OK, we often say by way of exoneration“things were different then”. Not different enough to have fooled Mark Twain:-
The great bulk of the savages must go. The white man wants their lands, and all must go excepting such percentage of them as he will need to do his work for him upon terms to be determined by himself. Since history has removed the element of guesswork from this matter and made it certainty, the humanest way of diminishing the black population should be adopted, not the old cruel ways of the past. Mr. Rhodes and his gang have been following the old ways.
They are chartered to rob and slay, and they lawfully do it, but not in a compassionate and Christian spirit. They rob the Mashonas and the Matabeles of a portion of their territories in the hallowed old style of “purchase” for a song, and then they force a quarrel and take the rest by the strong hand. They rob the natives of their cattle under the pretext that all the cattle in the country belonged to the king whom they have tricked and assassinated.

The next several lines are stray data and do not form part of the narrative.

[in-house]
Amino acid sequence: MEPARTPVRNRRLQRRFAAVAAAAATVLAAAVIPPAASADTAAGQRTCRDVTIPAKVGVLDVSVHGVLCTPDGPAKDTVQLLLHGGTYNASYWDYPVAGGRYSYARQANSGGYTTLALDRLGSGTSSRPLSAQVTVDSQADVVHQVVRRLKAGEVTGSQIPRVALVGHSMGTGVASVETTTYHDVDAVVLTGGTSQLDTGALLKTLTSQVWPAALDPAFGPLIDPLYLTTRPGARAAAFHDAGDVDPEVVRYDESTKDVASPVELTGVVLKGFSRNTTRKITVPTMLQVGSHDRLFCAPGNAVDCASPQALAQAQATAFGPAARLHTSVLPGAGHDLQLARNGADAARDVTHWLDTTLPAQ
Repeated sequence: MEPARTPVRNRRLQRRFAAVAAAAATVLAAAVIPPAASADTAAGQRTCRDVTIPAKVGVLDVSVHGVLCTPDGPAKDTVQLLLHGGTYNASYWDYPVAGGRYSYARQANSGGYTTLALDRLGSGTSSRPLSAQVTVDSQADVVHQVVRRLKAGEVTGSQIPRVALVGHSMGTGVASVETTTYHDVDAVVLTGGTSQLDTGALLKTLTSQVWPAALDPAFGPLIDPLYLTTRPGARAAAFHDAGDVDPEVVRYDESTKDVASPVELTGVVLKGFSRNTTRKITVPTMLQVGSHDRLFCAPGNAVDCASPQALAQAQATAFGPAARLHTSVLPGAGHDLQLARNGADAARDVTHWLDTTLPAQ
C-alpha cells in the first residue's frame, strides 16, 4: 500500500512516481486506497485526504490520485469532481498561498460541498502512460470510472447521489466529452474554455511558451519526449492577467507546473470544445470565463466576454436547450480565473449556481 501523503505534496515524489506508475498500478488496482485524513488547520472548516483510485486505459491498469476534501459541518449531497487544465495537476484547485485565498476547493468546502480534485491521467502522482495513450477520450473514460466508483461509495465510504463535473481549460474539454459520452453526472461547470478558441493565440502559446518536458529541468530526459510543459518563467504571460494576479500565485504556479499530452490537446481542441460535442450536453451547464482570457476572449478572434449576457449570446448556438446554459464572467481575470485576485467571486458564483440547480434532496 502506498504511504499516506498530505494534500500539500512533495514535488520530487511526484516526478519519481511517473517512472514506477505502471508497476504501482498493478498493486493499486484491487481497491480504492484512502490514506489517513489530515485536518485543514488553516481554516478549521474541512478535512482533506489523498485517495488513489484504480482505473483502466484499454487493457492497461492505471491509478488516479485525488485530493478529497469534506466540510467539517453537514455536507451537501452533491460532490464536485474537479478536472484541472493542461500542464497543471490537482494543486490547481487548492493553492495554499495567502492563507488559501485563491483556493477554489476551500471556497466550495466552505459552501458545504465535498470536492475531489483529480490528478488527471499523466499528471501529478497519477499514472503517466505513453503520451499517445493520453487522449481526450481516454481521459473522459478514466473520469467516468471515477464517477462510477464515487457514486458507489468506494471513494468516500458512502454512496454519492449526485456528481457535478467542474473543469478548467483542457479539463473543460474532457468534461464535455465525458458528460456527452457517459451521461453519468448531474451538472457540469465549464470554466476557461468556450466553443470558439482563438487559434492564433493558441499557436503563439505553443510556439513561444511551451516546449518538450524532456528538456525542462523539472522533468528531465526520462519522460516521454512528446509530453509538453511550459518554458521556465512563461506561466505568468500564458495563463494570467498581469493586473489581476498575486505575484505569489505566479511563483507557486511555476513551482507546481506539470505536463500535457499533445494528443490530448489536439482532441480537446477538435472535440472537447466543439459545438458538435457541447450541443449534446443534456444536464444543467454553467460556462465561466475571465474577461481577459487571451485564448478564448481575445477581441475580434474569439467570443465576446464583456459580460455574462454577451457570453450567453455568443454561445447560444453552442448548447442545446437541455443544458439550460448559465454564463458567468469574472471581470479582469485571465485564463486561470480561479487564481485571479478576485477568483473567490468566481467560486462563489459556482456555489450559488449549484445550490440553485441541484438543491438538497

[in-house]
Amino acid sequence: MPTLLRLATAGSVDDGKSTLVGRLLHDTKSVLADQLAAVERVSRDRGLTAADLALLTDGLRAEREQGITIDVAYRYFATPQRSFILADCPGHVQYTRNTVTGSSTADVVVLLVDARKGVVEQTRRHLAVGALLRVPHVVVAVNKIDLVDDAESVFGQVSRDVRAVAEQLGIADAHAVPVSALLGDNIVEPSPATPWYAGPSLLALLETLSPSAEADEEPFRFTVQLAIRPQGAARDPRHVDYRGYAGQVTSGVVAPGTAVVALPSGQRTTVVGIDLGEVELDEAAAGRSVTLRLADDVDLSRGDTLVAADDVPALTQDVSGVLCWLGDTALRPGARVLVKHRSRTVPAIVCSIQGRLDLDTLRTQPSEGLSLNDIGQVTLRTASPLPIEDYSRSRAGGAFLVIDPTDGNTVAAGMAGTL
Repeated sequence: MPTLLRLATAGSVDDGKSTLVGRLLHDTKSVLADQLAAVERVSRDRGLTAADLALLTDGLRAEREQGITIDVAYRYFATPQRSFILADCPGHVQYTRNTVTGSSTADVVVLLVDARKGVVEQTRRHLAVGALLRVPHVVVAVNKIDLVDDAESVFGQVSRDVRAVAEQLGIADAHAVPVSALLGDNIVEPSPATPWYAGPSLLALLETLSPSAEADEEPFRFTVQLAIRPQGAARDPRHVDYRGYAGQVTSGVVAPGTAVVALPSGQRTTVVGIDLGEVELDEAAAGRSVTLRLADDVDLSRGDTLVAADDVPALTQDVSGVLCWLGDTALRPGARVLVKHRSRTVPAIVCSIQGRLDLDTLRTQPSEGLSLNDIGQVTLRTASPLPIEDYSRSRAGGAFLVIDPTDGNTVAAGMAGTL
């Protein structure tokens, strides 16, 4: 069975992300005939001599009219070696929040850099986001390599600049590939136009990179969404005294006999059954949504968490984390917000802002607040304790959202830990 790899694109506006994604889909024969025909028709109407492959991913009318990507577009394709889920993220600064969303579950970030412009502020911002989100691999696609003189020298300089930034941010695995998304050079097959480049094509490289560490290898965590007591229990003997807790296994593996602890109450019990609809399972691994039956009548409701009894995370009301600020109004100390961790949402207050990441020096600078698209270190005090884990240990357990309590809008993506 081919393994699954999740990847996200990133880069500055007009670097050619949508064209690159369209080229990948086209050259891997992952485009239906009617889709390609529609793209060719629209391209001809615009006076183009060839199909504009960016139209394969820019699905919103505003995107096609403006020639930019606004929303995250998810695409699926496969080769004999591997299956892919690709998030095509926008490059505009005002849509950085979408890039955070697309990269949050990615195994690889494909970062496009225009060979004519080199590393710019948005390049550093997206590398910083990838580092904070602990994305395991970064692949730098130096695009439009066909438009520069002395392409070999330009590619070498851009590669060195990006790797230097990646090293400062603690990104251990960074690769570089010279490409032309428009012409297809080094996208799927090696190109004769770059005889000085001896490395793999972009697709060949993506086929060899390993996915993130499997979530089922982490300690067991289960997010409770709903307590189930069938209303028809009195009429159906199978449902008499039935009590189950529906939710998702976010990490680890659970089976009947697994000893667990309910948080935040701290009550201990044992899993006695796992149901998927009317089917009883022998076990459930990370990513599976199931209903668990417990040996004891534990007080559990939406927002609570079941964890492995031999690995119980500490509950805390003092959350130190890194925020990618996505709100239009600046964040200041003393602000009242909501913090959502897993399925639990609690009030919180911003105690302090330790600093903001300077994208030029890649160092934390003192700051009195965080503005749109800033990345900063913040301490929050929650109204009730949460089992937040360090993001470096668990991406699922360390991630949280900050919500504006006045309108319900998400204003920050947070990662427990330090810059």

They issue “regulations” requiring the incensed and harassed natives to work for the white settlers, and neglect their own affairs to do it. This is slavery, and is several times worse than was the American slavery which used to pain England so much; for when this Rhodesian slave is sick, superannuated, or otherwise disabled, he must support himself or starve – his master is under no obligation to support him.
The reduction of the population by Rhodesian methods to the desired limit is a return to the old-time slow-misery and lingering-death system of a discredited time and a crude “civilization.” We humanely reduce an overplus of dogs by swift chloroform; the Boer humanely reduced an overplus of blacks by swift suffocation; the nameless but right-hearted Australian pioneer humanely reduced his overplus of aboriginal neighbors by a sweetened swift death concealed in a poisoned pudding.
All these are admirable, and worthy of praise; you and I would rather suffer either of these deaths thirty times over in thirty successive days than linger out one of the Rhodesian twenty-year deaths, with its daily burden of insult, humiliation, and forced labor for a man whose entire race the victim hates. Rhodesia is a happy name for that land of piracy and pillage, and puts the right stain upon it.
Mark Twain, “Following the Equator”, Volume II, Chapter XXXII